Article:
Although baby teeth eventually fall out, they serve several important functions, including speech production and enunciation, chewing, holding the place for adult teeth, and preventing the tongue from abnormal posturing or movement. Many children develop baby bottle tooth decay as infants, which can cause serious problems if left untreated. Our dentists and team at Adaptive Dental Associates are committed to preventing and quickly treating baby bottle tooth decay so that your child can enjoy a healthy smile. To learn more about baby bottle tooth decay in Phillipsburg, New Jersey, and to set up your child’s appointment at our office, please call us today at 908-847-4498.
Baby bottle tooth decay, also known as early childhood caries, occurs in infants and toddlers. The two most prominent causes of baby bottle tooth decay are frequent exposure to sweetened liquids and transmission of harmful bacteria from a parent’s mouth to their child’s. For example, if you share a spoon with your baby or clean their pacifier with your mouth, parental bacteria may invade your child’s mouth. Sweetened liquids, when used as a naptime or bedtime snack, remain in the mouth for extended periods of time, feeding the harmful bacteria in your child’s mouth and creating painful cavities.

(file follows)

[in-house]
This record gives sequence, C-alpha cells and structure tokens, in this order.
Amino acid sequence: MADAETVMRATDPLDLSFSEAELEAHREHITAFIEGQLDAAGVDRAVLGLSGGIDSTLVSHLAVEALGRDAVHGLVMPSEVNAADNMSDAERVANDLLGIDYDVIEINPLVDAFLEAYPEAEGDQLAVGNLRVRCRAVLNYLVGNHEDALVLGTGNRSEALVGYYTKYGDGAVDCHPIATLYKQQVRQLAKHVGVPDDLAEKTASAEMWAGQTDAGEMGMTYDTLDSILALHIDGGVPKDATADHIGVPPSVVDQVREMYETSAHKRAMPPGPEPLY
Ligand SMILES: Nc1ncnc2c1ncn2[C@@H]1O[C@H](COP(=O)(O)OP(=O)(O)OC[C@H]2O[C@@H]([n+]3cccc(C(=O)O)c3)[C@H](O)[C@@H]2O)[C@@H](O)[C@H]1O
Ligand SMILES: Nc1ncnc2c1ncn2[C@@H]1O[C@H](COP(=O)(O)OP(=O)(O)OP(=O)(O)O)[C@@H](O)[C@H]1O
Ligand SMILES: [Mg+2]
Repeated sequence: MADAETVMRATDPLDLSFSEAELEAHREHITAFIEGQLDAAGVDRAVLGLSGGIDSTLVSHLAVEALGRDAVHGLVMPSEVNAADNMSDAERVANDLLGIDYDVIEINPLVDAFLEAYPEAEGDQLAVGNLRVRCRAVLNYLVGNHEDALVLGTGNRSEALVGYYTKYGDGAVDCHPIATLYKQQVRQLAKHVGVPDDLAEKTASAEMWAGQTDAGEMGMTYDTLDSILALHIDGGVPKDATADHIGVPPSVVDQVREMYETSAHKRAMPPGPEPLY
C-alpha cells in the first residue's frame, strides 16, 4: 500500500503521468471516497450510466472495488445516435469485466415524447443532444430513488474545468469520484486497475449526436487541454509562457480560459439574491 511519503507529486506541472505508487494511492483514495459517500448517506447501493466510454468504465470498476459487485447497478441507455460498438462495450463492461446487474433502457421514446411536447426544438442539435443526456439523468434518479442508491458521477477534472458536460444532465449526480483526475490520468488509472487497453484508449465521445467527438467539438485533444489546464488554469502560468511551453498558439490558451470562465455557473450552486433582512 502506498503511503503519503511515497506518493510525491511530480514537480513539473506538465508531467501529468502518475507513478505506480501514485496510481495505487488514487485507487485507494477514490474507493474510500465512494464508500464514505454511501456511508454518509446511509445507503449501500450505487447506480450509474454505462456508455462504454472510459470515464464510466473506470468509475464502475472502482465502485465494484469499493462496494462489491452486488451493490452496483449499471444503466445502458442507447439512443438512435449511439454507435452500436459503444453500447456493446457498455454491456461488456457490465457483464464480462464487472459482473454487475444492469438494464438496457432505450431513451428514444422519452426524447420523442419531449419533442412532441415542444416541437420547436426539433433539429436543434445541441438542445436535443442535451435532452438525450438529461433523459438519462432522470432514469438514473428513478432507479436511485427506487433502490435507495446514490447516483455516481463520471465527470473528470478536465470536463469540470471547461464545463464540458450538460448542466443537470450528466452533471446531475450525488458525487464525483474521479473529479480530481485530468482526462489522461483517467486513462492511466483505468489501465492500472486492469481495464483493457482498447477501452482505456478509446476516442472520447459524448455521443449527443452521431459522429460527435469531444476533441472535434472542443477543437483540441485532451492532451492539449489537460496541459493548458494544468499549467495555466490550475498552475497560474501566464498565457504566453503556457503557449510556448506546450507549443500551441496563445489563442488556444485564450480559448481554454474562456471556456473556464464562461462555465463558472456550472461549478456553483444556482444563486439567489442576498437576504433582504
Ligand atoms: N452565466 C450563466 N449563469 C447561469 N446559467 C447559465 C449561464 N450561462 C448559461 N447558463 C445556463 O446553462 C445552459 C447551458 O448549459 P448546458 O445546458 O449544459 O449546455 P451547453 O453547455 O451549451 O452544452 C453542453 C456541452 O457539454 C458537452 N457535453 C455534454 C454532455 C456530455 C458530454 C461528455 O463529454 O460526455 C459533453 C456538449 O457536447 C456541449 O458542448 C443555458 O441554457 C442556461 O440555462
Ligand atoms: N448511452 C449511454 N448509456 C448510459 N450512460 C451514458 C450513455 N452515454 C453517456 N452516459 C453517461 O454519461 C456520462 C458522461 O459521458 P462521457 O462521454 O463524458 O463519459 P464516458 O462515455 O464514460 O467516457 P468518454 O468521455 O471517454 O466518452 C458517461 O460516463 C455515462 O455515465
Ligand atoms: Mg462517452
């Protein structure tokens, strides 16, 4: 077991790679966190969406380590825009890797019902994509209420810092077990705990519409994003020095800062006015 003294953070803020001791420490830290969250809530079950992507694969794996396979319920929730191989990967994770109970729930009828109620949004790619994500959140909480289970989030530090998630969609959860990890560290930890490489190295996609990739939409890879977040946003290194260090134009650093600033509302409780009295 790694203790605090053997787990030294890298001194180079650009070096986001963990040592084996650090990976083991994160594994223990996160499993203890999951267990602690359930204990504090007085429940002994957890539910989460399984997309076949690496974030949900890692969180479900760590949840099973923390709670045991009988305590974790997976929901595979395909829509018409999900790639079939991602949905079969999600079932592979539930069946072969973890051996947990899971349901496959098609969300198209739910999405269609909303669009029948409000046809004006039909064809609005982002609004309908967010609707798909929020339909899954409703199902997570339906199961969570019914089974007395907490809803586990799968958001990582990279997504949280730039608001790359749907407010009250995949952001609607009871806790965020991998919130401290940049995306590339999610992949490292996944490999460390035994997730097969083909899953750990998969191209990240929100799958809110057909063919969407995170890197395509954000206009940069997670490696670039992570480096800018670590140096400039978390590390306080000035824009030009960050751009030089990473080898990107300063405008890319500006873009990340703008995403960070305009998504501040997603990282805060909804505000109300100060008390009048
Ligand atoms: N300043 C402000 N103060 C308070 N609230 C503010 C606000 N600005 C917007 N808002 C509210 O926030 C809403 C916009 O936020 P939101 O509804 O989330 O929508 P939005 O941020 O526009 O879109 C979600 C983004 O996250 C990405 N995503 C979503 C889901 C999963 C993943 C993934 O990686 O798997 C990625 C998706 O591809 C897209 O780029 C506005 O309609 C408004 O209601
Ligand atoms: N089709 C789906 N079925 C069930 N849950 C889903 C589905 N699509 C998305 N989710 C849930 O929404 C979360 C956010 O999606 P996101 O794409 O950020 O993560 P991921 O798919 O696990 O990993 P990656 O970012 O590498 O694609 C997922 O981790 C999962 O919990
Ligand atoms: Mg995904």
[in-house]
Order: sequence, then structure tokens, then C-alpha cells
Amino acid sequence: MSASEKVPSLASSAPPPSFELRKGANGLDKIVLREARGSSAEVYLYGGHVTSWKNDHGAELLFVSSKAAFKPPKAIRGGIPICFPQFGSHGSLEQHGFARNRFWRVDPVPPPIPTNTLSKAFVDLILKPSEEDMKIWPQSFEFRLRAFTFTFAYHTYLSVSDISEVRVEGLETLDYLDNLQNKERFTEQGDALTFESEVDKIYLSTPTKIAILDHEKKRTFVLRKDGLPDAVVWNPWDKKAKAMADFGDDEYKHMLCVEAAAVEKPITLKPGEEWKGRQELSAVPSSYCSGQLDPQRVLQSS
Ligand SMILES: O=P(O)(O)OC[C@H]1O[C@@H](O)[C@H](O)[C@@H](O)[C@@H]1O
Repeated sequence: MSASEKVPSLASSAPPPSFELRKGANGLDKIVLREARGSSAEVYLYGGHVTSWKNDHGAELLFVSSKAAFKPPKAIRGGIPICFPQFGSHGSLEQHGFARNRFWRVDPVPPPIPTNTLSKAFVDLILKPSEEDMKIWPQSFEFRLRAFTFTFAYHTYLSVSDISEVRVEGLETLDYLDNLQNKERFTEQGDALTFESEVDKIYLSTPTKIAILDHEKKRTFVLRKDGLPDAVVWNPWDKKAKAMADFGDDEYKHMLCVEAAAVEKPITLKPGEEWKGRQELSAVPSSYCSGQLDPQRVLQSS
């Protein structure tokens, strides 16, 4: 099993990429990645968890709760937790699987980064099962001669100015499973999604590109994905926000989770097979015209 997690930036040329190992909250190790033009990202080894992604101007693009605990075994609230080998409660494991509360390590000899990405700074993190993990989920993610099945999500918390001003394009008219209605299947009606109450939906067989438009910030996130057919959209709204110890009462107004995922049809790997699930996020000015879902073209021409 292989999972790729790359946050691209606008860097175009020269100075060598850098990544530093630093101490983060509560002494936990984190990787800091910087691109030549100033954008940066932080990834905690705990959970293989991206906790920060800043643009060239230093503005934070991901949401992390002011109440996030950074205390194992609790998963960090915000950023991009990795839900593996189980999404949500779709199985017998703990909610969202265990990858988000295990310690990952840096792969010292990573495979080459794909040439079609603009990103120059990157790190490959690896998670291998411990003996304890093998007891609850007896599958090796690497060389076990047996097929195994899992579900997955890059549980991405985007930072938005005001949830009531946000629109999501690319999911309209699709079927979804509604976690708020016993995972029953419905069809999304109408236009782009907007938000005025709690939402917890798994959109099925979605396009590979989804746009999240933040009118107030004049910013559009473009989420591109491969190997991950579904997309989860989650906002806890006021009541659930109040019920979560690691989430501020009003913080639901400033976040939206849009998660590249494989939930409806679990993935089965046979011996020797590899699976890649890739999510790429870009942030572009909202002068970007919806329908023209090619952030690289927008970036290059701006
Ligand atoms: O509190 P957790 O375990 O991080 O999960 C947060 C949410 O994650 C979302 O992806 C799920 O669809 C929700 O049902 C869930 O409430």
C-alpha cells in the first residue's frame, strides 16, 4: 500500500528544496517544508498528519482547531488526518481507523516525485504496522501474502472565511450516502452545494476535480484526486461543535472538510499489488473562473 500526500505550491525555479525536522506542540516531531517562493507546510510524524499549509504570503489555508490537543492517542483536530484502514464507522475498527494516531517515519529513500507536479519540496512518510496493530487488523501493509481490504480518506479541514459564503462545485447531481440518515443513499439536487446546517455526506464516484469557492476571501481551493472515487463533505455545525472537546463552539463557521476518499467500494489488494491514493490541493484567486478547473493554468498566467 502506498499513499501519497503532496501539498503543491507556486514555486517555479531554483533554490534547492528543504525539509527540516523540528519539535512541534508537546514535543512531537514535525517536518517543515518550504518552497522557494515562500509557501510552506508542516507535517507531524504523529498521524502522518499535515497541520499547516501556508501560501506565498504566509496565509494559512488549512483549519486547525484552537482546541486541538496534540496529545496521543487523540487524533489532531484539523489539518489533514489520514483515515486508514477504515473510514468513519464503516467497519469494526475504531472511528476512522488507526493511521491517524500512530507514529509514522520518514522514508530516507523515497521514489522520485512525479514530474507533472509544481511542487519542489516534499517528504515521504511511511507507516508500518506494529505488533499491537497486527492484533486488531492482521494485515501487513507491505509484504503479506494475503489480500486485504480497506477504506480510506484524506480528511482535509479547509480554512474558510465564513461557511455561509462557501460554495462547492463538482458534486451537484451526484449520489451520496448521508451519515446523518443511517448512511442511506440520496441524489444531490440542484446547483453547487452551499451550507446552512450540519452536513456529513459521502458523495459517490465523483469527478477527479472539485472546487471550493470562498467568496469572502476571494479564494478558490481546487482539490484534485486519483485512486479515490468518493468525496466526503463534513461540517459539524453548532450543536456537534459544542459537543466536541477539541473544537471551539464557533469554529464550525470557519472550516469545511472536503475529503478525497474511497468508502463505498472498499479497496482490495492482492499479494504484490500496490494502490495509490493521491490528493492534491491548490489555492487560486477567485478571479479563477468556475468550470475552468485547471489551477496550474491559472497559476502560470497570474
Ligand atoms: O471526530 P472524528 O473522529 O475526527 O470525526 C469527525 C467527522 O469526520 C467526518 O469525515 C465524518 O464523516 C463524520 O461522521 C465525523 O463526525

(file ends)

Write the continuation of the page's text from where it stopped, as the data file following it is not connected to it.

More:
Fortunately, baby bottle tooth decay is completely preventable. Here are a few things you can do to protect your child’s mouth:
- Rinse pacifiers and toys in clean water, not with your mouth
- Do not share eating utensils with your baby
- Do not give your child a sugary drink in a bottle or sippy cup, especially overnight
- Encourage your child to use a regular cup rather than a sippy cup after 12 months of age
- Do not dip pacifiers in sweet liquids
- Eliminate or limit your child’s intake of sugary snacks, and help them maintain a nutritious diet
- If your child insists on having a bottle with them in bed, fill it with water
- Clean your child’s gums after each feeding with a clean washcloth
- When your child’s teeth begin to emerge, use an ADA-approved toothbrush and toothpaste
- Clean your child teeth for them until about age 7 – before this age children do not have the motor skills to reach certain places in their mouths and effectively clean their teeth
- Ask our dentists to review your child’s fluoride levels
We invite you to contact our friendly dental office if you have questions or concerns about baby bottle tooth decay, and to make your appointment with our skilled dentists.